• Keep it professional! In order to make a positive impression to gain employment, you ought to write as if every entry were part of a job interview. Never use bad language or poor grammar. Never slam other organizations or individuals. Provide worthwhile information about your topic that is not simply fluff or platitudes. If an employer were to read one of your blog posts, it's an obvious way they can judge your communication skills, depth of knowledge and understanding, and possibly your attitude or disposition. It's certainly valid to express thoughtful opinions, however, it's never a good idea to write rants.

  • Keep it up to date. A blog whose last entry was 6 months ago is a dead blog. Your blog will have the greatest credibility if it has regular and recent entries. In order to have a positive effect, your blog should never have it's most recent entry more than 2 weeks old.

  • Publicize! If an employer decides to seek out what they can about you online, you want to be sure they can find your blog! The best way to do that is to make sure your blog is linked from other places on the internet. The easiest way to do that, is to provide links to your blog articles yourself. Post them on Twitter, in a Google Profile, on your LinkedIn Profile, Facebook, and anywhere else you can. The more links there are back to your blog, the higher likelihood it will show up in a search. Additionally, put the URL on your resume to make it easy to find you.

Side benefits:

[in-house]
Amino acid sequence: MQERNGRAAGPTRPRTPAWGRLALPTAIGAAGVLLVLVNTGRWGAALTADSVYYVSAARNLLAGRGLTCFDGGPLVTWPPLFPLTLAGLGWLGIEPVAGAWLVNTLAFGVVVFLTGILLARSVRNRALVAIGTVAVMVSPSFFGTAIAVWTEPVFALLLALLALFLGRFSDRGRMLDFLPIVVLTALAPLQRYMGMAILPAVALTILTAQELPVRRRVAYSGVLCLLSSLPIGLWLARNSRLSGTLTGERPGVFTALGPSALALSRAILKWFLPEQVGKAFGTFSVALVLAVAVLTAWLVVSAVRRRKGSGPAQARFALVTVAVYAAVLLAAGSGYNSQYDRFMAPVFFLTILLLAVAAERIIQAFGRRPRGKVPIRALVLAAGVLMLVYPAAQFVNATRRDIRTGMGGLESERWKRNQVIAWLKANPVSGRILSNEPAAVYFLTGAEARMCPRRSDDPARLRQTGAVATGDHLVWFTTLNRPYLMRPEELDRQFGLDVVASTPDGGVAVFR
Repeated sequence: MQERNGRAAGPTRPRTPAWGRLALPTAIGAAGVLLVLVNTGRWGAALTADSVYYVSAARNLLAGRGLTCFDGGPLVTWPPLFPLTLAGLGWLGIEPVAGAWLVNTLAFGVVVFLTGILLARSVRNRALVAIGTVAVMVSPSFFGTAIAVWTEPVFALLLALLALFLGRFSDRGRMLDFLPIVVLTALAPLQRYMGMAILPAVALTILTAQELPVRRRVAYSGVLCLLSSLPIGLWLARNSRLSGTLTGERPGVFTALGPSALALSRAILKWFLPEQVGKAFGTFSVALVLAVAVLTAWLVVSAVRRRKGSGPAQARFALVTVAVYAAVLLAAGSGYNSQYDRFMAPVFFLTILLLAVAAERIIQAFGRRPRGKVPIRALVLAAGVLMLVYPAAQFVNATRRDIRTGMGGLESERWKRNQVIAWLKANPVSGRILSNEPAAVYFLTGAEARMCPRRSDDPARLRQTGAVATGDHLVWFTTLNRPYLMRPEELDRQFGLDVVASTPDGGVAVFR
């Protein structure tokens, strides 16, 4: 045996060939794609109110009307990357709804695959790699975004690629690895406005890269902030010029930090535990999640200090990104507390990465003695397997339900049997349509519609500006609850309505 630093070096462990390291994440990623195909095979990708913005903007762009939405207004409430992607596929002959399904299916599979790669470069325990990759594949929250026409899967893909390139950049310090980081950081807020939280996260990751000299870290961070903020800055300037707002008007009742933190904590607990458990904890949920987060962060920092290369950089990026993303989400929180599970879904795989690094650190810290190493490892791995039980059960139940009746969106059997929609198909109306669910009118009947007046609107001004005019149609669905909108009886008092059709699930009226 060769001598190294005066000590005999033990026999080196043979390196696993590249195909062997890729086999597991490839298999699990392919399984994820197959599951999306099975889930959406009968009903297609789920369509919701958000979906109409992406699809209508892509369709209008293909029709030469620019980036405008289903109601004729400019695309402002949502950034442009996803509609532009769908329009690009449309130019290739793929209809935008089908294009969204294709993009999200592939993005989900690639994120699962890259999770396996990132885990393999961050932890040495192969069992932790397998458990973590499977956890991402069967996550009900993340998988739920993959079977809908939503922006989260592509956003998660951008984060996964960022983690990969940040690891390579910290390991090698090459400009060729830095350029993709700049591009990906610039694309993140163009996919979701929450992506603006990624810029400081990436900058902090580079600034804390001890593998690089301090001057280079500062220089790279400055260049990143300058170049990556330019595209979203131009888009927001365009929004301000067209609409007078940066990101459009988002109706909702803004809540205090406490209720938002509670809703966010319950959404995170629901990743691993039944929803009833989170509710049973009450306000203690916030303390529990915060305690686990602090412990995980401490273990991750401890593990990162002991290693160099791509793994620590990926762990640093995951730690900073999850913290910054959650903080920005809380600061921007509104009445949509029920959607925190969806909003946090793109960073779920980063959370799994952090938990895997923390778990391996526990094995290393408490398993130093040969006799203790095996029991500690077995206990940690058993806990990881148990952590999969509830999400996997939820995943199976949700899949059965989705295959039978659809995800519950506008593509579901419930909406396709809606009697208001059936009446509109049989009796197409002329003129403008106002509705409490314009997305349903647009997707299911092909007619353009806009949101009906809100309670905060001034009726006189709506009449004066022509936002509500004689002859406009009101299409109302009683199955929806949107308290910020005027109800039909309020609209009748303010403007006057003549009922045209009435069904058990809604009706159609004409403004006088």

• Document what you know. A great many people, after having worked in a particular field or industry for years, gain valuable knowledge that can be instructive to others. However, they never take the time or effort to document that knowledge, and over time it can be lost. Blogging is a terrific vehicle to share that knowledge and insight with others, or at least have it written out to refer back to when you may need it in the future. Once you begin writing, you may be surprised at how much you didn't realize you knew!

  • You just MIGHT build an audience. If you're blog offers enough fresh and unique content that is valuable to others in your field, you just might find that your number of regular readers grows significantly. If so, you may be able to put ads, e-books, or other offers on your site as a way to generate an income. VERY few people ever make enough money from a blog to quit their "day" jobs. However, an additional side-income is never a bad thing.

  • Be presented with other opportunities. If your blog does get viewed as providing "expert" insights or knowledge in your topic, it may also generate opportunities for greater exposure. You may receive requests for interviews by other publications. You may get speaking requests, or you may be asked to write for other publications as well. Blogging can, and has opened new doors for people that they otherwise may not have been presented.

Is blogging the "holy grail" to a successful job search. Definitely not. However, it can tip the scales in your favor when you are being considered for a position, and may provide other opportunities as well!


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1 comment:

Brian Converse said...

Thanks for these insights. I've begun blogging recently while in transition, not under the premise of landing that next job but to hopefully help raise my credibility and perhaps help answer questions we might not get to in an interview which I could let a potential employer read. We will just have to wait to see how it works out. Great points in this article that jobseeking bloggers should pay attention to.